The following comes from a July 19 story in the Tidings, the Los Angeles archdiocese paper.

At the trial of Gregory Yusuke Shiga, accused of starting the Hacienda Heights’ conflagration that burnt St. John Vianney Church to the ground, Father Ricardo “Ricky” Viveros testified two hours for the prosecution.

He was the associate pastor who awoke in his rectory bedroom to the sound of shattering glass in the early hours of April 16, 2011. Looking out an upstairs window, he saw flames engulfing the California mission-style church that Cardinal James Francis McIntrye had dedicated in November 1969.

Earlier this month, Shiga, a 35-year-old parolee, was convicted of aggravated arson and four other related felony charges.

As the Tidings went to press, Shiga faced up to life in prison for using rolls of toilet paper soaked in a flammable liquid to destroy the church. The San Gabriel Valley landmark off the 60 Freeway had a travertine marble altar, an enamel in-laid tabernacle and a large stained glass window depicting St. John Vianney, the famed Cure of Ars.

While he was waiting in the hallway to testify during the two-week trial in Pomona, Father Viveros was taken aback when the arsonist’s sister approached him to ask, “Are you one of the priests at St. John Vianney?”

“Yes, I am,” he said.

Crying, the woman blurted out, “Father, I’m so sorry for what happened. Will you forgive me, us?”

At first the priest couldn’t quite believe what he was hearing. It was as if the Gospel was playing out right there in the courthouse. “We’ve been praying for your family since the night of the fire,” he said. “We want your brother to get to heaven. That’s what we hope for. And we hope that your family finds peace with it, too, because I know you must also be suffering.”

He watched her face brighten with relief that the victims of her brother’s horrendous act felt more compassion than contempt towards her family.

Father Viveros was also in the courtroom with St. John Vianney’s pastor, Msgr. Tim Nichols — who was away that terrible night, recovering from a severe fall — and about 10 members of the suburban parish for closing arguments. He heard the accused, who represented himself, try to justify his actions by saying the Catholic Church had done “bad things.”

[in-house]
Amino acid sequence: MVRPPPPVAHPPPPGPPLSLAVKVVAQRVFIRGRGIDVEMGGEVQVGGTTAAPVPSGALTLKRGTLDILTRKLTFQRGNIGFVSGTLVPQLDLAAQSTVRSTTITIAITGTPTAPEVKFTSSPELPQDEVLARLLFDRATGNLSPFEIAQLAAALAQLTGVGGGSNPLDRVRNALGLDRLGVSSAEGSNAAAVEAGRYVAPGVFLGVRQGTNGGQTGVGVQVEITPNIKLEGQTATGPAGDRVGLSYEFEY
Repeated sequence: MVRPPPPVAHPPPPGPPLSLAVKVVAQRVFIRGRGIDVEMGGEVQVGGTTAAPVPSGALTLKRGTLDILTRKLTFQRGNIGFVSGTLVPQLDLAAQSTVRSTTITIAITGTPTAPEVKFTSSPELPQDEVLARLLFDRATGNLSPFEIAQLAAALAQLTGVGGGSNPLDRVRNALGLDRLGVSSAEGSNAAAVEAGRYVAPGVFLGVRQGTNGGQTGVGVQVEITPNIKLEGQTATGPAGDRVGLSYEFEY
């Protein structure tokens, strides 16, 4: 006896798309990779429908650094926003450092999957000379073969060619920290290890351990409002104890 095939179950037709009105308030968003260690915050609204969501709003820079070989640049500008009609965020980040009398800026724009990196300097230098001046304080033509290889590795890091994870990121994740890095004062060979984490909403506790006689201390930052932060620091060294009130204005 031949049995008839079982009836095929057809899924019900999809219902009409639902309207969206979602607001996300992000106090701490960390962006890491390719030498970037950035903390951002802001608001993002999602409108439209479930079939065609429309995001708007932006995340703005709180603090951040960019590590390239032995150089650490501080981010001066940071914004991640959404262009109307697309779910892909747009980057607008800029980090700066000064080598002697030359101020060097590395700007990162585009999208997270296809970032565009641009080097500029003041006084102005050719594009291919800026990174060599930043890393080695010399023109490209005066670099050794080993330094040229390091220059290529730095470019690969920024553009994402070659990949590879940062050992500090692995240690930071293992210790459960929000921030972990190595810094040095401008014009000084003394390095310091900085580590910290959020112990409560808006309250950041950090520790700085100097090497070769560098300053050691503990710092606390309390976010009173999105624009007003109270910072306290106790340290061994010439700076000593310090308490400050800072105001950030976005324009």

He also heard Deputy L.A. County District Attorney Renee Rose counter with the argument that the defendant, like many arsonists, according to social scientists, was really seeking attention. But law enforcement authorities never did pin down a clear motive….

Shiga, then 33, broke into St. John Vianney Church at 1345 Turnbull Canyon Road a little past midnight on that April Saturday. He placed rolls of flammable-soaked toilet paper throughout the church, used a device to saturate the walls and ceiling with an accelerant, and even opened windows to create a draft for the fire. The result was it turned into a roaring inferno in under 50 seconds.

Los Angeles County firefighters battled the stubborn blaze for more than six hours with flames reaching 100 feet high from the 20,000-plus square foot sanctuary. The fire also damaged the adjacent rectory. No one was injured, but the total damage came to about $9 million.

After the fire, Shiga bragged to an undercover officer that he was the one who had torched the church. But it took the Los Angeles County Sheriff’s Department, the Federal Bureau of Alcohol, Tobacco and Firearms and the FBI a year to conduct a complex investigation before his arrest May 14, 2012. At the time, Shiga was on parole after pleading “no contest” to sexual battery of female students at Rio Hondo College in Whittier….

To read the entire story, click here.